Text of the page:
Baker Institute report examines Morocco and Islamist politics post-Arab Spring

A new report from Rice University’s Baker Institute for Public Policy analyzes the dynamics of the Islamist Party of Justice and Development (PJD) and the party’s involvement in Morocco’s changing political landscape and examines whether the promise of inclusive politics is borne out by the evidence.

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A.Kadir Yildirim, fellow for the Middle East at the Baker Institute, edited the report, “PJD, Islam and Governance in Post-2011 Morocco,” which is a collection of issue briefs by authors Sarah Feuer of the Washington Institute for Near East Policy, Washington, D.C.; Lise Storm of the University of Exeter, U.K.; Driss Maghraoui of Al Akhawayn University, Ifrane, Morocco; Beatriz Tomé-Alonso of the University Loyola Andalucía, Seville, Spain; and Amina Drhimeur of CARPO, Bonn, Germany.

“The Arab Spring protests in Morocco led by the February 20 Movement ushered in a new political era,” Yildirim wrote in the report’s introduction. “An Islamist party — the Party of Justice and Development (PJD) — found an opportunity to be part of the government, due to a series of constitutional reforms implemented in 2011. This was a momentous change in Moroccan politics that not only granted the PJD a chance to govern but also potentially tested the king’s religious credentials.”

Religion has always been a pillar of Morocco’s ruling Alaouite dynasty, which claims descent from the Prophet Muhammad. The king uses the title Amir al-Mu’minin (“commander of the faithful”) to confer religious legitimacy on his rule, Yildirim said.

“The PJD derives part of its political identity from its Islamic orientation,” Yildirim wrote. “This religious identity puts the party on a collision course with the king. Before the Arab uprisings began in Morocco, the PJD was effectively excluded from government despite its popularity and electoral success. Yet since the country’s constitutional reforms in 2011, the PJD has been the major partner of coalition governments in Morocco following parliamentary election victories in 2012 and 2016. The PJD’s ascent to government as a hitherto excluded political actor represents a step toward inclusionary politics in Morocco.” He said the PJD is a political party with a significant electoral base, and the party’s inclusion in the country’s political framework “carries the promise of a more pluralistic political system.”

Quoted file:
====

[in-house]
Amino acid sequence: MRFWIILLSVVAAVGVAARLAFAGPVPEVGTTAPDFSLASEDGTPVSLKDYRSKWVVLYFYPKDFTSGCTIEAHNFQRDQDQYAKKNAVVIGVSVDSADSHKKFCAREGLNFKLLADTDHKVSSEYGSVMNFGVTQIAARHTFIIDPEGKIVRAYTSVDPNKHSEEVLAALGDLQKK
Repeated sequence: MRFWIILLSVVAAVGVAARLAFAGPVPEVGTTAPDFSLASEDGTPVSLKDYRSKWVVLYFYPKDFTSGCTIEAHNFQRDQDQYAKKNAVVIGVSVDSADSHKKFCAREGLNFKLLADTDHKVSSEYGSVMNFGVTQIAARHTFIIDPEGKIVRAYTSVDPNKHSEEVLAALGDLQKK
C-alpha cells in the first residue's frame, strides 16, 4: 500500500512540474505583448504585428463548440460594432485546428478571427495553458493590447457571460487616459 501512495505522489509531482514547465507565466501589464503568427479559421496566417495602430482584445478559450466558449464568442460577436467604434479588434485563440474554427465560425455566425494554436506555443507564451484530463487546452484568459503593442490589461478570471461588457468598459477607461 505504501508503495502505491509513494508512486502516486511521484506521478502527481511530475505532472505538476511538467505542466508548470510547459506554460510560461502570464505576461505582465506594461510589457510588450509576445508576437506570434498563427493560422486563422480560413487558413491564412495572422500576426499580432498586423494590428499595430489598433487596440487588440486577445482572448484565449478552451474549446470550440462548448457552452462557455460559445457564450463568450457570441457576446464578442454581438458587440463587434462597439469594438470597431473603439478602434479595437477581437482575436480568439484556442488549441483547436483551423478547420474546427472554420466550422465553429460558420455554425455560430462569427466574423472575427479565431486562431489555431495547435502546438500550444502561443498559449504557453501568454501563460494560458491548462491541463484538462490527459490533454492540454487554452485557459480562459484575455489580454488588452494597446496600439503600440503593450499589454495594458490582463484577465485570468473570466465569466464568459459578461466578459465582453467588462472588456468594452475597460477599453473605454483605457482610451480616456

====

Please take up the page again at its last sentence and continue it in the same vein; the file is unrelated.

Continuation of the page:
The report’s issue briefs pay attention to the PJD’s relationship with the monarchy, its strategy to address constraints posed by the king and its engagement with the electorate.

The report is based on a Feb. 20 workshop held in Ifrane, Morocco. It is part of a broader Baker Institute research project on “Building Pluralistic and Inclusive States Post-Arab Spring” supported by a grant from the Carnegie Corporation of New York.

Yildirim’s main research interests include politics and religion, political Islam, the politics of the Middle East and Turkish politics.

About Jeff Falk

Jeff Falk is associate director of national media relations in Rice University's Office of Public Affairs.